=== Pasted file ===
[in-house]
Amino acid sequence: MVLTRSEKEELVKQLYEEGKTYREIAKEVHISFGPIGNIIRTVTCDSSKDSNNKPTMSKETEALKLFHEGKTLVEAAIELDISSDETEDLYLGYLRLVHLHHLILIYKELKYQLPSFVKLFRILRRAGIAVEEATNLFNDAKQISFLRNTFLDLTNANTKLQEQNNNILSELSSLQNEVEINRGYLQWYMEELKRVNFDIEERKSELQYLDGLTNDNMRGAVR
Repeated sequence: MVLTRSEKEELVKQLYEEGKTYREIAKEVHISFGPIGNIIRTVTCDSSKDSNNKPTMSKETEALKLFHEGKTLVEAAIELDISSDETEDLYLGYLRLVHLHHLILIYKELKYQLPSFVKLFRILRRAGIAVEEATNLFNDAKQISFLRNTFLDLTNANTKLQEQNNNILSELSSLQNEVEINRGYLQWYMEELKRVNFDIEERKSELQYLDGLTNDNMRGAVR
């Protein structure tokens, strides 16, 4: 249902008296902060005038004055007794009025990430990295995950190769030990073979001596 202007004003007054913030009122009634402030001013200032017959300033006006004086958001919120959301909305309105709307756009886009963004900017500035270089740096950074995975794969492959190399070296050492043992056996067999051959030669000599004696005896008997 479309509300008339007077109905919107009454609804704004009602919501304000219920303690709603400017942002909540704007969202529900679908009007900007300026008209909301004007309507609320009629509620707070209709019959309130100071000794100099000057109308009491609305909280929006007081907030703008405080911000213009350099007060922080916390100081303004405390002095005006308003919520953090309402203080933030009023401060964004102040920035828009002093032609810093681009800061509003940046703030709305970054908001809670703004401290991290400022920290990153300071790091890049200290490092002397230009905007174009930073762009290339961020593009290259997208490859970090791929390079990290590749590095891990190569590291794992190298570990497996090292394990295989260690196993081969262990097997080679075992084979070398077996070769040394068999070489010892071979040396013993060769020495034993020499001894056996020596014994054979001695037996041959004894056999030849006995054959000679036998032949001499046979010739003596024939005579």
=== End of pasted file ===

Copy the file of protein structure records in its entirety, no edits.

[in-house]
Amino acid sequence: MVLTRSEKEELVKQLYEEGKTYREIAKEVHISFGPIGNIIRTVTCDSSKDSNNKPTMSKETEALKLFHEGKTLVEAAIELDISSDETEDLYLGYLRLVHLHHLILIYKELKYQLPSFVKLFRILRRAGIAVEEATNLFNDAKQISFLRNTFLDLTNANTKLQEQNNNILSELSSLQNEVEINRGYLQWYMEELKRVNFDIEERKSELQYLDGLTNDNMRGAVR
Repeated sequence: MVLTRSEKEELVKQLYEEGKTYREIAKEVHISFGPIGNIIRTVTCDSSKDSNNKPTMSKETEALKLFHEGKTLVEAAIELDISSDETEDLYLGYLRLVHLHHLILIYKELKYQLPSFVKLFRILRRAGIAVEEATNLFNDAKQISFLRNTFLDLTNANTKLQEQNNNILSELSSLQNEVEINRGYLQWYMEELKRVNFDIEERKSELQYLDGLTNDNMRGAVR
């Protein structure tokens, strides 16, 4: 249902008296902060005038004055007794009025990430990295995950190769030990073979001596 202007004003007054913030009122009634402030001013200032017959300033006006004086958001919120959301909305309105709307756009886009963004900017500035270089740096950074995975794969492959190399070296050492043992056996067999051959030669000599004696005896008997 479309509300008339007077109905919107009454609804704004009602919501304000219920303690709603400017942002909540704007969202529900679908009007900007300026008209909301004007309507609320009629509620707070209709019959309130100071000794100099000057109308009491609305909280929006007081907030703008405080911000213009350099007060922080916390100081303004405390002095005006308003919520953090309402203080933030009023401060964004102040920035828009002093032609810093681009800061509003940046703030709305970054908001809670703004401290991290400022920290990153300071790091890049200290490092002397230009905007174009930073762009290339961020593009290259997208490859970090791929390079990290590749590095891990190569590291794992190298570990497996090292394990295989260690196993081969262990097997080679075992084979070398077996070769040394068999070489010892071979040396013993060769020495034993020499001894056996020596014994054979001695037996041959004894056999030849006995054959000679036998032949001499046979010739003596024939005579």